*Alan O’Neill battles to win the ball ahead of David McInerney. Photograph: Gerard O’Neill

PAST DEFEATS stood to St Joseph’s Doora/Barefield when the pressure mounted in Saturday’s Clare IHC final, one of their most experienced players affirmed.

Alan O’Neill played a pivotal role for The Parish as they claimed their fifth intermediate hurling title. He had a hand in their first three scores of extra time, scoring the first and then helped to lock up shop in the second half as Michael Guilfoyle’s side overcame Tulla.

Speaking to The Clare Echo, O’Neill outlined that despite setbacks of losing finals in 2019 and 2021, the belief within the panel continued to grow. “It’s massive, it’s for the club, we had a good year and the structures were in place, we kept knocking at the door the last few years and it wasn’t enough, I felt that this group of players if we stuck together, when you keep together and keep knocking you will get over the line eventually and it stood to us today, I knew if we got back level and drove on that we would have it, I’m delighted to get over the line”.

On his input in extra time, the centre back on the Clare U21 Munster and All-Ireland winning sides of 2013 and 2014 remarked, “I was all over the field today and there was no real structure to it, I was delighted, getting around, getting the ball and getting the tackles in and trying to turn over balls is the big thing, I felt if we could do that that we’d have a great chance”.

David Conroy’s free on the sixty third minute sent the tie to extra time with substitutes William Halpin and Andrew Conheady plus freetaker Sean Withycombe pointing at the other end, crucially The Parish replied on each occasion through Conroy placed balls.

For O’Neill he believed if they drew back level in the closing minutes, the result would swing their way. “I felt if we got a few points ahead that it would be hard for them to get back level again, I felt they were dying and we were gathering momentum, the scores we were getting we were using the ball a bit better”.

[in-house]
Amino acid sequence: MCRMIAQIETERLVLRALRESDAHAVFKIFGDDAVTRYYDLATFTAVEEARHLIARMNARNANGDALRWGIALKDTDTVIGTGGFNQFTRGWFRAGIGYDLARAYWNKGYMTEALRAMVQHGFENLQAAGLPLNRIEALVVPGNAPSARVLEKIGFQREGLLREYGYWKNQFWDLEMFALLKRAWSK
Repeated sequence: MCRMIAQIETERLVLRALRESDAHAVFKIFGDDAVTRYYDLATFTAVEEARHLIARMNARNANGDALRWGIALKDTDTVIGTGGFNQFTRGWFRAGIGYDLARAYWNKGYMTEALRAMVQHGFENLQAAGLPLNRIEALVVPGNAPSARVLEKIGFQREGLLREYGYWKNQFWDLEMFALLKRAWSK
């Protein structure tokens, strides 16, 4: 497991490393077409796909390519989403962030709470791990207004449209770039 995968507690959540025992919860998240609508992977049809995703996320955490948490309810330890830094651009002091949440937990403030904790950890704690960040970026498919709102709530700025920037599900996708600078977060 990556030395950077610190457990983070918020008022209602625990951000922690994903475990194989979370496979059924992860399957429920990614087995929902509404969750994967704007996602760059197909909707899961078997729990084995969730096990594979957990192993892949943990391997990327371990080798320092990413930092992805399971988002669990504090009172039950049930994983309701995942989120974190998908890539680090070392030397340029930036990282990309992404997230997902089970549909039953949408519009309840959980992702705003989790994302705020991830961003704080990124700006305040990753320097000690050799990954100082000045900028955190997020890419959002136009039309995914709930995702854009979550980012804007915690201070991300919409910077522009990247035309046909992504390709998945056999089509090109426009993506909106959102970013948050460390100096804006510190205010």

Similarly their response to Niall Bolton’s forty fourth minute goal stood out as Doora/Barefield hit the next two points without reply. “The same happened the last day, they got a goal and we went down and got a great point at the other end. I felt that if we ended up in that position that we wouldn’t panic and we’d get over the line”.

He added, “The best we played was when we passed the ball around midfield and used the space to get our scores, I think we scored all our points outside the 45m towards the end”.

Having been involved with the club’s U17A side which contested the county final only to lose following extra time to Clooney/Quin, Alan is well aware of the talent coming through the ranks at the Gurteen based club. “There’s great young lads coming through, we can’t be around forever, time goes fast and hopefully I won’t be in an intermediate final with them again. There’s great young lads there and we know they are going to be the future of the club. I was involved with the minor team this year, they are great lads to train, I’ve no doubt that we can keep this level up and drive on that this club will be back to where it should be”.

On top of the many pats on the back he was receiving following the final whistle, Alan was being quizzed on the whereabouts of his father Kieran, full-forward on the side which won the 1999 All-Ireland club championship. “He’s not even here today which is disappointing! Everyone is giving out about him, he’s off on his holidays which is not like him to miss a game like this but I’m sure we’ll have a video call later on and he’ll be drinking a pint somewhere in London”.

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